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Conference on Capacity-building to Counter Piracy off the Coast of Somalia

May 15, 2012

LONDON, 15 MAY 2012
Secretary-General, Excellencies, Ladies and Gentlemen,
Thank you for inviting me to speak today.  Today’s is an important discussion, bringing together key partners to discuss a subject of great importance: how best do we work together in a coordinated, comprehensive approach, to build the capacity of the Somali people and the Horn of Africa region to counter, and ultimately eradicate, piracy. And this is a first from the IMO, a key player in the counter-piracy arena.
Colleagues driving the course of today have highlighted the many concerning implications of piracy: humanitarian, economic, social and political. We are all concerned that more needs to be done.  How we do it is a subject that has occupied many of our minds for some time, in particular the partners in the room engaged in the key work of the CGPCS. I have the honour to be the chair of the Working Group tasked with coordination of operational activities and capacity building in the region.
To this end, the UK welcomes any further efforts to further coordinate the work of the international community, so long as those efforts are of course coordinated.  For if the respective efforts to coordinate activity are themselves uncoordinated, it could hinder rather than help our collective efforts.
We agree that counter-piracy capacity-building activity needs to be coordinated and comprehensive. Coordinated - because everyone agrees a lot of good work is being done and that this work should not duplicate but rather complement.  It is not just in counter-piracy activity where effective international coordination poses a challenge of course, as we have heard earlier today.
And comprehensive - to ensure that counter-piracy capacity-building is not conducted in isolation.  Piracy, along with a number of other issues with which we are engaged, is a symptom of the wider underlying issues facing Somalia and its people.  It is therefore right that a comprehensive approach be pursued, with a focus on ensuring sustainable solutions on land. It is clear that, while not taking our eyes off the ball at sea, the only sustainable solutions to piracy can be found on land - a conclusion that was explicit in the communiqué of the London Conference on Somalia.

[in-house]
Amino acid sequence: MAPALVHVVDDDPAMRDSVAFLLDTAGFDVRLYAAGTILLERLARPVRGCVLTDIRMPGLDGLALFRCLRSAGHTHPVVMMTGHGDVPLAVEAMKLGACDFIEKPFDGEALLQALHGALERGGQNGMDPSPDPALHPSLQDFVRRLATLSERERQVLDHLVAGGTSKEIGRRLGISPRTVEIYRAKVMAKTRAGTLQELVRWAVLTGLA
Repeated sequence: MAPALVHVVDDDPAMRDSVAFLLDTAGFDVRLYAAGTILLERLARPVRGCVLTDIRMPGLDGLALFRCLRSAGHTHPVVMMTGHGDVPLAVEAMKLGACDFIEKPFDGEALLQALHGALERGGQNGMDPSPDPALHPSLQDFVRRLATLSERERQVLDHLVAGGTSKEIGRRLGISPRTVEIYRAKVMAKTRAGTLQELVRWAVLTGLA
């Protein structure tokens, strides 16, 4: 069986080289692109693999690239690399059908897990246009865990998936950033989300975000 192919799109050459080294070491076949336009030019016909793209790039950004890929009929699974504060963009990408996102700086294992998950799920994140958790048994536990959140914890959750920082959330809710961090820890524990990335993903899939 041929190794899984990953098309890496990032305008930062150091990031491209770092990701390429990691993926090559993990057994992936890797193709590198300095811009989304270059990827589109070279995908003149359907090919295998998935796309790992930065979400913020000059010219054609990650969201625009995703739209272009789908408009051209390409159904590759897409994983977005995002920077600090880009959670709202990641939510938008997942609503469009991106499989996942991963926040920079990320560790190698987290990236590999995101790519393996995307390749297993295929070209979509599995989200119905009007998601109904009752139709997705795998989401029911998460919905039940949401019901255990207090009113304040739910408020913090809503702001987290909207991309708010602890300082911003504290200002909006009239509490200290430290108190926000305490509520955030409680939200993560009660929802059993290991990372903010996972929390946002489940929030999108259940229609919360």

The London Conference, as colleagues will be aware, brought together more than 50 States and international organisations, to discuss actions required to address the underlying concern of instability as well as the symptoms in a holistic way, and secured the international community’s agreement on the way forward.  On injecting new momentum into the practical process; on security and justice, including the strengthening of AMISOM following the UNSCR on 22 February endorsing uplift to and the development of Somali security forces; on building stability at the local level; on making progress on joint financial management, and on redoubling the international community’s commitment to tackling the symptoms, addressing the humanitarian situation; terrorism and of course piracy.
You will be unsurprised to hear that a UK official believes that the London Conference achieved significant positive progress, but I am pleased that many partners I have spoken to today share this view.  It is of course now vital that the international community maintains and builds on the momentum developed by the London Conference to deliver the real change that we agree is required.  In particular, to ensure that the process to end the transition in August is on track and is suitably inclusive; ensuring support for developing security and justice; and to build capacity in Somalia and in the region to tackle the symptoms as already set out.
Since London, we have made progress in a number of areas, such as providing support to UNPOS, or in making progress with the political process.  We are working hard with partners to set up the Local Stability Fund.  And we continue to provide much needed support to address immediate humanitarian needs, providing an additional £57m in support to Somalia alone. 
We look forward to the Istanbul Conference at the end of this month, which will take stock of progress made and look ahead, ensuring positive momentum is maintained.  And on counter-piracy specifically, we look forward to the conference to be held by the UAE in Dubai at the end of June, and the Perth Conference in mid-July.
So what are we, the UK, doing on counter-piracy capacity-building?  We have deliberately adopted a collegiate response. Much of the UK’s support for capacity-building has necessarily been through the prism of the important work of international organisations, many of which have already spoken here today.
We are undertaking ground-breaking project work, in many cases literally, on prison and judicial capacity in Somalia and the wider region in conjunction with the effective Counter Piracy Programme (CPP) of the UN office on Drugs and Crime.
The UNODC, as you have heard, is undertaking a series of activities to deliver results on the ground, and the UK is proud to be the largest national donor to the CPP with contributions totalling approximately £9m in 2011 alone. We are working closely with the CPP and other international partners to develop judicial capacity, including court and prison capacity.